Silverstone Fortress FT03 Review Page: 1

  Silverstone Fortress FT03 Review  


Introduction

Silverstone have had their Fortress series out for some time now, yet this is the first time one has graced the pages of OC3D. Thankfully though it's not the first time we have seen a Silverstone chassis that utilises one of, if not the, very basic law of thermodynamics: heat rises. SO when designing this range of cases Silverstone decided to incorporate this very basic characteristic and have the cool air coming in the bottom and the warm air straight out the top. This did how ever bring with it some design issues, most noticeably the fact all the cables are now at the top rather than at the back of the case!

The design for the FT03 was somewhat more complicated however. Silverstone decided they wanted to make a case with a much smaller footprint and build upwards, rather than back like they had with other chassis which were noticeably deeper than a normal case. Building upwards required some serious open minded designs and that's what we are here to look at today. Is this a step too far, or are Silverstone on to a radical winner?

To get a better idea of whats Silverstone's goals are for all their products let's take a look at a snippet from the philosophy section on their website:

SilverStone Technology’s philosophy is based on our recognition that merely having innovative expertise within the industry is not enough. Our objective is to ensure that our expertise is delivered to all products with consistency, in response to user’s needs, and with maximum user satisfaction.  SilverStone Technology thrives on challenges of rapid technological advancements and creating aesthetic standard for the industry.

Some very big claims there, but rather than dissecting the exact meaning of it let's just move swiftly on to the specifications before we make the tea and biscuits and get comfy for the video. 

Specifications

Model No.

SST-FT03B (black)
SST-FT03S (silver)
--
--

 Material

Aluminum outer shell, steel body

 Motherboard

Micro ATX, Mini-DTX, Mini-ITX

 Multimedia

--

 Drive Bay

 ExternalSlot loading slim optical drive x 1
--
 Internal3.5" x 3 * , 2.5" x1

 Cooling System

 Front--
 Rear--
 Side--
 Top1 x 120mm exhaust fan, 1200rpm, 22dBA
1 x 92/80mm optional fan
 Bottom2 x 120mm intake fans, 1200rpm 22dBA
2 x 80mm optional fan slots
 Internal--
 Hard DriveAluminum side panel heat conduction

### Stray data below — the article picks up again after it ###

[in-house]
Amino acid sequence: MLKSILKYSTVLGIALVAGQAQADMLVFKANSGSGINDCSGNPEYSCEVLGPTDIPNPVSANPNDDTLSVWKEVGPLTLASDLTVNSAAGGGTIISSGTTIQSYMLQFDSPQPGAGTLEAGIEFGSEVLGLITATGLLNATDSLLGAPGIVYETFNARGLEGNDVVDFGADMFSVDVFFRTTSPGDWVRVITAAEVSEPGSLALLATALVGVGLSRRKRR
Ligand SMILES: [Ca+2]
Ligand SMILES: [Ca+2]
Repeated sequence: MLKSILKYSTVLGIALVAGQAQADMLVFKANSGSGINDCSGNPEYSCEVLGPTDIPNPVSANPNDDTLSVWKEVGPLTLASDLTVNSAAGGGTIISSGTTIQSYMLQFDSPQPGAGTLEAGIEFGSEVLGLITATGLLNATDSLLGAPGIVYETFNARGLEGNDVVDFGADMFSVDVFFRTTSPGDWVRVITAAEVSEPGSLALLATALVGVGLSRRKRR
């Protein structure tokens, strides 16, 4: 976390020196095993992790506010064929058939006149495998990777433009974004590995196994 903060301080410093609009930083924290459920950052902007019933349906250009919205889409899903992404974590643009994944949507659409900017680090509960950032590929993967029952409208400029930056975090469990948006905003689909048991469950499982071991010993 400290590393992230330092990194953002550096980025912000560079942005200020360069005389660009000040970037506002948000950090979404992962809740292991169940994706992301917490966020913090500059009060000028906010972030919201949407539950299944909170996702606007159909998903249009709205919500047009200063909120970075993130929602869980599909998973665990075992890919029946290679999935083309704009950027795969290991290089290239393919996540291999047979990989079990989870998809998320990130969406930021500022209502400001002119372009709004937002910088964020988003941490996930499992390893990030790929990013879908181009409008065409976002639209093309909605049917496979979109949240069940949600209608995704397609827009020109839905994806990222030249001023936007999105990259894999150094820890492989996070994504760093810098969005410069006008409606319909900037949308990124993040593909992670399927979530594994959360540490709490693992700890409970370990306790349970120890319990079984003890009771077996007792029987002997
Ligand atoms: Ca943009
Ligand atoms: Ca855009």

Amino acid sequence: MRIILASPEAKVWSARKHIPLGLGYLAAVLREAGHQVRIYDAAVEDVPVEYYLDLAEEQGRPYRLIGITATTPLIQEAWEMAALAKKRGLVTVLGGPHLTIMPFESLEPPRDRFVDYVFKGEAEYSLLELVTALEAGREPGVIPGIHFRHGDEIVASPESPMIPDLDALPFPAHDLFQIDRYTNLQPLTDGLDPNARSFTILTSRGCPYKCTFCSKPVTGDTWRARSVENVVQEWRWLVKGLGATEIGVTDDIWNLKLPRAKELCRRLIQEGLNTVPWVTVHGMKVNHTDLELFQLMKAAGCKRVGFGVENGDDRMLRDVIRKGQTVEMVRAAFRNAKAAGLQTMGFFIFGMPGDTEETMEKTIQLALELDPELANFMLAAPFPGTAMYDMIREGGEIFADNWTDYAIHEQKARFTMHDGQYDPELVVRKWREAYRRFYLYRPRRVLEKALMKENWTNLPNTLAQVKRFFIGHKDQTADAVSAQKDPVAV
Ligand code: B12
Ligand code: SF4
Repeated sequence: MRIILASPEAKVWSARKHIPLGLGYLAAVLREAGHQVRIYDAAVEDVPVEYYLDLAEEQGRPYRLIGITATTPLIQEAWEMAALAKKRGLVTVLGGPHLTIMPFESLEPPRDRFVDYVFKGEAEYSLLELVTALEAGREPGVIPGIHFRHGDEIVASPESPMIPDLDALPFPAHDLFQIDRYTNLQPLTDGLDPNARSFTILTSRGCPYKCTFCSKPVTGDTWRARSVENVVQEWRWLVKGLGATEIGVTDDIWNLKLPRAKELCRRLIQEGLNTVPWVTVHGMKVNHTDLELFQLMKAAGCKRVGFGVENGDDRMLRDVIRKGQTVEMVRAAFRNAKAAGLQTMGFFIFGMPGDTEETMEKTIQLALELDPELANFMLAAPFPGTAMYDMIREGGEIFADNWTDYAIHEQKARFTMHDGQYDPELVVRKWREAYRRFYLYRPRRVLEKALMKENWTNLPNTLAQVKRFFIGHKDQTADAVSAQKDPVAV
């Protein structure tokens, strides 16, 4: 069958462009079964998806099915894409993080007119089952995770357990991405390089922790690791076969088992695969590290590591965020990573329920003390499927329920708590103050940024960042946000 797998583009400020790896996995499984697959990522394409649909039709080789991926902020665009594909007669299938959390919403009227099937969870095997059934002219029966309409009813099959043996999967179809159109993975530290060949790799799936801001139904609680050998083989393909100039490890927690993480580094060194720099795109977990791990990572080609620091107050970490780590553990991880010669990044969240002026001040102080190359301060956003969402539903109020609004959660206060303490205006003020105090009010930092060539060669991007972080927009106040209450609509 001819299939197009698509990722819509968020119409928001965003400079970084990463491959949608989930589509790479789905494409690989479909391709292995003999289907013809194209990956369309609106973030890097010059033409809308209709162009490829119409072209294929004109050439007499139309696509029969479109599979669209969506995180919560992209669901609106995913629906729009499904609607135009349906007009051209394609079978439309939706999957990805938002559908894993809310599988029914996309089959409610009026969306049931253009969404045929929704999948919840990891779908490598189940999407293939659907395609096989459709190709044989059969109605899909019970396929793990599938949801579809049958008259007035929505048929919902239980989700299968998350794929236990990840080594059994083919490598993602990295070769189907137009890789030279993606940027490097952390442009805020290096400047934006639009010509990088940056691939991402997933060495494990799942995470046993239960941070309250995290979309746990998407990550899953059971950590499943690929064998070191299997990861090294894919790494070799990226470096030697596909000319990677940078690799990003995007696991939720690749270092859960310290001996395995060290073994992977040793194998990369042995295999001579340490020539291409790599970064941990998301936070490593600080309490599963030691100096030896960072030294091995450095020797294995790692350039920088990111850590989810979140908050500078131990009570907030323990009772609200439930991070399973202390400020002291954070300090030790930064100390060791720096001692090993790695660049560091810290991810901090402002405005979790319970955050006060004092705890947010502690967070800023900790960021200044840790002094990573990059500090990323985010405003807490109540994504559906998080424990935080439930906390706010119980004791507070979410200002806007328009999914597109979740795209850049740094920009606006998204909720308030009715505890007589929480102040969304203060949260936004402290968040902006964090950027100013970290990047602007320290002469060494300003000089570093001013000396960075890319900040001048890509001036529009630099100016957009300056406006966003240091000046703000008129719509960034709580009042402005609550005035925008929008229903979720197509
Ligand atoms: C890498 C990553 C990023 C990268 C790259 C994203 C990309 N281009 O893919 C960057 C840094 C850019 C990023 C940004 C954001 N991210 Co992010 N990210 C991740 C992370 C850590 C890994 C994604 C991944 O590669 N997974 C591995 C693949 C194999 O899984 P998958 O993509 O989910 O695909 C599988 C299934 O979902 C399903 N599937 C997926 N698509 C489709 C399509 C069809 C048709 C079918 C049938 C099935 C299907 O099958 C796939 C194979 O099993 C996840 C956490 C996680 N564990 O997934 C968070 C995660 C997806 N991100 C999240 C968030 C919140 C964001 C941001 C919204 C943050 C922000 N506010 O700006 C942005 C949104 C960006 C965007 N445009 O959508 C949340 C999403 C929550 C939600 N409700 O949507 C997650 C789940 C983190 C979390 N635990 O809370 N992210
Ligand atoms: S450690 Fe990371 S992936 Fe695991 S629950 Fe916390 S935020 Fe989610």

Expansion Slot

 4

 Front I/O Port

USB 3.0 x 2 (backwards compatible with USB 2.0)
audio x 1
MIC x 1

 Power Supply

Standard PS2 (ATX)

 Operating system support

--

 Expansion Card

Compatible up to 13.77” long

 Limitation of CPU cooler

167mm

 Limitation of PSU

up to 180mm deep

 Net Weight

6.7kg

 Dimension

235mm(W)x487mm(H)x284mm(D)

 

Video Review

Conclusion

I've been sat here for about an hour now trying to work out how to start this conclusion. I wanted to cram so much in I just could work out how to get it going. The fact of the matter is this case could have gone so very very wrong by being overcomplicated. Its definitely never going to win any awards for simplicity but any one actually able to match the right blocks for the cut out shapes on childs toys should just about be able to build a decent and tidy rig in this case.

CPU heatsink and GPU's do need to be thought about carefully but, at very worst, you do have the option to remove the case fans. It's worth noting something I missed in the video that if you do remove the fan for the GPU area you can still fit 2x 80mm fans in the floor to help provide airflow.

Something people have been worried about was hard drive temperatures because there is no active cooling. I've never really had any hard drive heat issues with what I'll call a normal drive though, unless you are running something that's notoriously a bit warmer like the WD Velociraptors I really don't foresee any heat related problems in this area.

With its small foot print and sleek exterior design I really can see this chassis being very popular with some one short on space or looking to build a slightly more powerful HTPC/cross over gaming system for their front room. I can also see this being a very popular case for people low on space where the case is built upwards from a small footprint. Managing this and keeping everything inside and outside in check definitely deserves some Brownie points.

The internal design is very well thought out and is much better to use in reality than I first thought. Silverstone definitely deserves the OC3D Innovation award for the design of the chassis and a Silver Award for the case as a whole.

     

Thanks to Silverstone for the FT03 tested today, you can discuss this and many other topics in the OC3D Forums.